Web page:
Overhanging branches, clogged gutters, standing water, a porous roofing material, and poor roof ventilation can all cause roof algae. Roof algae is an issue that many homeowners face, and many find themselves unable to fix it. That’s where we come in. Read on, we’ll tell you how to remove pesky roof algae and how to prevent its return in the future.
What is Roof Algae?
Roof algae, scientifically known as Gloeocapsa magma, is a dark stain or streak, mold-like in nature, that appears on roofs. It’s most commonly found in warm, humid climates, and can affect a house for many different reasons and cause a rather unsightly appearance. Roof algae is characterized by dark streaks, possible white or green markings across the roof, or even the spreading of moss across the surface of the roof.
How to Remove Roof Algae
You’ve recently noticed some unattractive coloring or moss growth on your roof and you’re wondering how to get rid of it quickly. Quickly is the key word, if you don’t act fast, the problem will only get worse. We recommend having a professional come in for removal purposes, however, if you’re good around the house (and not scared of heights), there are methods that can be useful.
The most common method of removal is a mixture of 50% water and 50% bleach. Plants don’t like bleach, so this is a proven effective method to remove the algae. Pour the mixture over the infected area and let sit for a half hour to 45 minutes. Once you’ve let the mixture set, rinse off the area with water. We cannot stress this enough – do NOT power wash the roof, it will damage it. The algae will take a bit of time to come off with this solution, just be patient.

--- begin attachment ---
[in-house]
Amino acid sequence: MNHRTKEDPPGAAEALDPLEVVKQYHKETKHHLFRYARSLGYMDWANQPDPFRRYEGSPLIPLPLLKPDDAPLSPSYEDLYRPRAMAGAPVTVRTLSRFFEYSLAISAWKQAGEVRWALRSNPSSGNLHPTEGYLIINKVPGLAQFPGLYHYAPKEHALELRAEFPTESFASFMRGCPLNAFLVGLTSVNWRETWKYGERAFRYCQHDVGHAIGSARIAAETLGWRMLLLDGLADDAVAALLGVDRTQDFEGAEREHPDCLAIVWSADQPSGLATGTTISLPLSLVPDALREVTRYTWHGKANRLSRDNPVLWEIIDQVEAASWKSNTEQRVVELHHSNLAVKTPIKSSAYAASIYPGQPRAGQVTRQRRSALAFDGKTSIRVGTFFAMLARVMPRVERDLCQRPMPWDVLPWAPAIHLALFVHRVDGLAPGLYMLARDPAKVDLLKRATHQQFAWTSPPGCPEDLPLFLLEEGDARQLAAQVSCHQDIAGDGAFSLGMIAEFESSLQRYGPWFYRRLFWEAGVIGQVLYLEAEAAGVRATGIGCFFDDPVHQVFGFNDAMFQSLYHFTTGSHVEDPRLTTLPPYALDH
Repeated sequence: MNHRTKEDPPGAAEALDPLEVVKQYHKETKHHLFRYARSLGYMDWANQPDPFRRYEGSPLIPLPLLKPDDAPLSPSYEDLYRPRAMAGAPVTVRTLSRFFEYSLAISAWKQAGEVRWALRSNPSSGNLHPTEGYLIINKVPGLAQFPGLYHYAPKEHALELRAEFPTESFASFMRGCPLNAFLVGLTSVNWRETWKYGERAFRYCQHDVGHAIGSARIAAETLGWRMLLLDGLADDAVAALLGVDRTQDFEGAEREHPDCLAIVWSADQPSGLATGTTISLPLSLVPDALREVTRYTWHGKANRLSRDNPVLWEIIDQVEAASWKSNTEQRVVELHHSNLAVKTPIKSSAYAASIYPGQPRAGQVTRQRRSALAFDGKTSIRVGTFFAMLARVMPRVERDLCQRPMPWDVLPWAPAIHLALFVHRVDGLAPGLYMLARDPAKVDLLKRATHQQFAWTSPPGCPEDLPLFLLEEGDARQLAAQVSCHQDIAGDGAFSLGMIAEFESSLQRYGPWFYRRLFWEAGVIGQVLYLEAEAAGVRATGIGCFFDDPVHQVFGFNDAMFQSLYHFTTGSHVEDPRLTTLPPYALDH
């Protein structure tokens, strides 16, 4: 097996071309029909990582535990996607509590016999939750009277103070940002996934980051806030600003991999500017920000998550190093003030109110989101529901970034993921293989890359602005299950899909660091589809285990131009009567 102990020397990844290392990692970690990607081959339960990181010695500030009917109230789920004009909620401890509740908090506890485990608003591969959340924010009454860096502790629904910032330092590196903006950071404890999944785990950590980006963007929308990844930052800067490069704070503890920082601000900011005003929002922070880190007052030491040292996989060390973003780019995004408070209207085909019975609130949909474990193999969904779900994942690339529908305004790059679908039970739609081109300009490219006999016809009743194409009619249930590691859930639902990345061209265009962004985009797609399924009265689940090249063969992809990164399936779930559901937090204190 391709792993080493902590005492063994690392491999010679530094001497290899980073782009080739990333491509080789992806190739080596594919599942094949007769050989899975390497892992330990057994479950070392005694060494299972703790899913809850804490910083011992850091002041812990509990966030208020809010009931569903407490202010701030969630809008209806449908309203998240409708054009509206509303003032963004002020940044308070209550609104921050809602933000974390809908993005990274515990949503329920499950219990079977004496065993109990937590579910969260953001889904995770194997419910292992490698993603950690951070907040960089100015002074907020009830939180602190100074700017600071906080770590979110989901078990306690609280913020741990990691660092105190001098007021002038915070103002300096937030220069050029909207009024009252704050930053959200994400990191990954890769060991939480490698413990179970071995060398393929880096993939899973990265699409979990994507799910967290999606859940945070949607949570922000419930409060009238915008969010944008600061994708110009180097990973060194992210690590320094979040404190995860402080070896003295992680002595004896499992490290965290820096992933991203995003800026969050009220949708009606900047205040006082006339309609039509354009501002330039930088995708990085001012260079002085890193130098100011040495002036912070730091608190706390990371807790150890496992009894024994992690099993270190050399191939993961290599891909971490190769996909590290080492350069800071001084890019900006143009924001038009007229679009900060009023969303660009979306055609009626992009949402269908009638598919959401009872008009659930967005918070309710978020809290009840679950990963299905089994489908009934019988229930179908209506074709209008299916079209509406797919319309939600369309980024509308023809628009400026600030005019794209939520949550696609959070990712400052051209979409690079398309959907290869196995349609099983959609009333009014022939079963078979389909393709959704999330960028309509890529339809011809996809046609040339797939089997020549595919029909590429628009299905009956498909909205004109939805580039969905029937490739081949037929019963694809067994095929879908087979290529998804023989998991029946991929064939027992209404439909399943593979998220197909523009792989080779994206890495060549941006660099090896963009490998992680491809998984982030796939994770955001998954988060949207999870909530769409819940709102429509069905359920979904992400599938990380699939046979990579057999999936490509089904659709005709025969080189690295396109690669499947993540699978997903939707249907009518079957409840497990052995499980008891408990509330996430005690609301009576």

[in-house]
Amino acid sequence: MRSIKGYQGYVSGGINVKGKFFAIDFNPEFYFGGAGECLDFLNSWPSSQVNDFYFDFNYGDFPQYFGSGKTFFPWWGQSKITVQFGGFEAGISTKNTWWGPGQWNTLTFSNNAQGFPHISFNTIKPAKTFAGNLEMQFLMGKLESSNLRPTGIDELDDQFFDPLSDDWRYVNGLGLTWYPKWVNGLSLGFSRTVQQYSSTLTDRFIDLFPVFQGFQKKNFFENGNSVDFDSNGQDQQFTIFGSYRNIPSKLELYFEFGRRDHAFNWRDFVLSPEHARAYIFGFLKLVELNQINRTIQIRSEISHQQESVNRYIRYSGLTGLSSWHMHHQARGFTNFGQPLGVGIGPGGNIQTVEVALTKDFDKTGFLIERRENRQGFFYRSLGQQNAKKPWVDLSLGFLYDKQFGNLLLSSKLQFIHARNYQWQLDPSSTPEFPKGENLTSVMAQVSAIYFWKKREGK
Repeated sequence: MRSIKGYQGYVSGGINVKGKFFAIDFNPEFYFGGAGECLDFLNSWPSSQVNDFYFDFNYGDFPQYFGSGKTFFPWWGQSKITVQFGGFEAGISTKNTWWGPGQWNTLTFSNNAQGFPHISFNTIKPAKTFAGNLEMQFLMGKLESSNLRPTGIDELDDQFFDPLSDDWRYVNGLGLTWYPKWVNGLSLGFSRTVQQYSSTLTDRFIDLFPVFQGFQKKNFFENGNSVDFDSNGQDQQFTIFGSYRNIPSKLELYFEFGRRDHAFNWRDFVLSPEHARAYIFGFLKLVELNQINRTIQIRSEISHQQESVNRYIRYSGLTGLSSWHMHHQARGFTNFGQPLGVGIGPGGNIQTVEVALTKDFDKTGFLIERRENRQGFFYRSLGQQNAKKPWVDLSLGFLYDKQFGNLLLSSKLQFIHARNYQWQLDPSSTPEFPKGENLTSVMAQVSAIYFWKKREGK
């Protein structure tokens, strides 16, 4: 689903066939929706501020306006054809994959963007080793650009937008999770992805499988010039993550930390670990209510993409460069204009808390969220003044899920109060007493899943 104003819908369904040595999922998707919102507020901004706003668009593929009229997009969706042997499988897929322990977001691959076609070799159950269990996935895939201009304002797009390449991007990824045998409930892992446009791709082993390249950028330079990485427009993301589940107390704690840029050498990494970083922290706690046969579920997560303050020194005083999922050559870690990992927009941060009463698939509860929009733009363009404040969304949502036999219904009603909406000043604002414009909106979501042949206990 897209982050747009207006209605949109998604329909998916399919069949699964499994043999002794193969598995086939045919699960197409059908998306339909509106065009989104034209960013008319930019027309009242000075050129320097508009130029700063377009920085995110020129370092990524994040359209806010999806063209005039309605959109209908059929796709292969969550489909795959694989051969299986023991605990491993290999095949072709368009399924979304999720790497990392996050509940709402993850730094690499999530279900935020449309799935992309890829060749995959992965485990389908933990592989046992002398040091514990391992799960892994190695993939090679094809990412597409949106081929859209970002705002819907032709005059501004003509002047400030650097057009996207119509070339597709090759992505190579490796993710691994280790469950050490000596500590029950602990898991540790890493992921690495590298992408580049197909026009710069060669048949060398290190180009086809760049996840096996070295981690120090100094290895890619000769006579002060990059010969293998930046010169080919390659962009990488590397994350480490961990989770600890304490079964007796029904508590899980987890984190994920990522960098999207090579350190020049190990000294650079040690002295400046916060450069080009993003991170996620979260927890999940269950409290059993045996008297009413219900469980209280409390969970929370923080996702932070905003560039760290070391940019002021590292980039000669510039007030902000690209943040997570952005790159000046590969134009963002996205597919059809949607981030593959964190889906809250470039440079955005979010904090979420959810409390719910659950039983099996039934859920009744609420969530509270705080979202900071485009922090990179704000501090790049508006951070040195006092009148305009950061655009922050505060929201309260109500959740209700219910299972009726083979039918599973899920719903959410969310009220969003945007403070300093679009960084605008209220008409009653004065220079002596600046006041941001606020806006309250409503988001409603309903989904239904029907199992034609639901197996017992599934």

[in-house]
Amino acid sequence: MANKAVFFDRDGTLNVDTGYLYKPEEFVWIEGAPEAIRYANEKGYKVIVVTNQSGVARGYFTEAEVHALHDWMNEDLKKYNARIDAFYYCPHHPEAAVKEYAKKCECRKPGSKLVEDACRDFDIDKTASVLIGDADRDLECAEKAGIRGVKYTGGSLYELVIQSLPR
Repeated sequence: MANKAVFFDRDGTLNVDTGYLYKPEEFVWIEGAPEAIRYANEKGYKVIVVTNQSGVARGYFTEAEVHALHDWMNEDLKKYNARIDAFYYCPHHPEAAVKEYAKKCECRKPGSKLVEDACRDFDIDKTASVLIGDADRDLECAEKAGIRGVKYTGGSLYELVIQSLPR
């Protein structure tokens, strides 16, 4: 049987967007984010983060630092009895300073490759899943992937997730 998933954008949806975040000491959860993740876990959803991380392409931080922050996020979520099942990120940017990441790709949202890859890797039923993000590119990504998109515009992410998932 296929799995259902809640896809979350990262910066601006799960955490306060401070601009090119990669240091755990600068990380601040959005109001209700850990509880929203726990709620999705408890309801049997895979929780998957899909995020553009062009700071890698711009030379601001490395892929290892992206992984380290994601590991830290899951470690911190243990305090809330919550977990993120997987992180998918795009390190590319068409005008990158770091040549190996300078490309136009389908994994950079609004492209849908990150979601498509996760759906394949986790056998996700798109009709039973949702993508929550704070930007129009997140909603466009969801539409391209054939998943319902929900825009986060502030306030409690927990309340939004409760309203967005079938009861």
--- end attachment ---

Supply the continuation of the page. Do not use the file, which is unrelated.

For directions on how to create the right cleaning mixture for your particular roof, refer to this article here, which discusses the right solutions for removing roof algae.
Again, this method is for those who feel capable of fixing household problems themselves, and for people who feel comfortable up on their own roofs. If you are not one of these people, have no fear, there are professionals who can remove the roof algae, stress-free.
How to Prevent Roof Algae
If the algae on your roof has been banished (either by you, or a professional), it’s now time to take preventative measures to avoid the algae returning. Even if you live in a humid climate, or a rainy climate, or you deal with overgrown trees, there are still ways of keeping the algae at bay.
The easiest way to prevent roof algae from coming back again is to install zinc or copper strips underneath the shingles closest to the peak of the roof, leaving a couple inches of the metal exposed to the elements. When it rains some of the metal molecules will run down the roof along with the rain killing any algae that may be trying to regrow on your roof.
It’s also vital to have regular maintenance scheduled for gutter cleaning and for roof inspections. Make sure there’s never any standing water on your roof, and if possible, trim any trees that may shed onto the roof or block the sunlight. Make the maintenance of your roof a priority, and you’ll save time and money in the long run – not to mention your house will look its very best.
When to Call in a Roofing Professional
Contact a roofing professional the day you notice signs of discoloration, watermarks, dark spots, peeling paint, mold on your chimney, rotting wood, or crumbling drywall– it could be a sign of potential algae growth on your roof. The longer you wait, the harder it will be to treat. It’s never a bad time to ask for the help of a professional.
At Werner Roofing in West Michigan, our goal is to provide quality roofing, roof repair, and roof replacement to communities along the lakeshore (Grand Haven, Spring Lake, Ferrysburg, Norton Shores, Muskegon, and Holland). We have over 30 years of experience in the industry, use only the highest quality materials from top brands, and we pride ourselves on honesty and integrity. We’re proud of our service and our team, and we’re happy to come out and take a look at your roof, and offer a few suggestions to help treat your roof algae issues.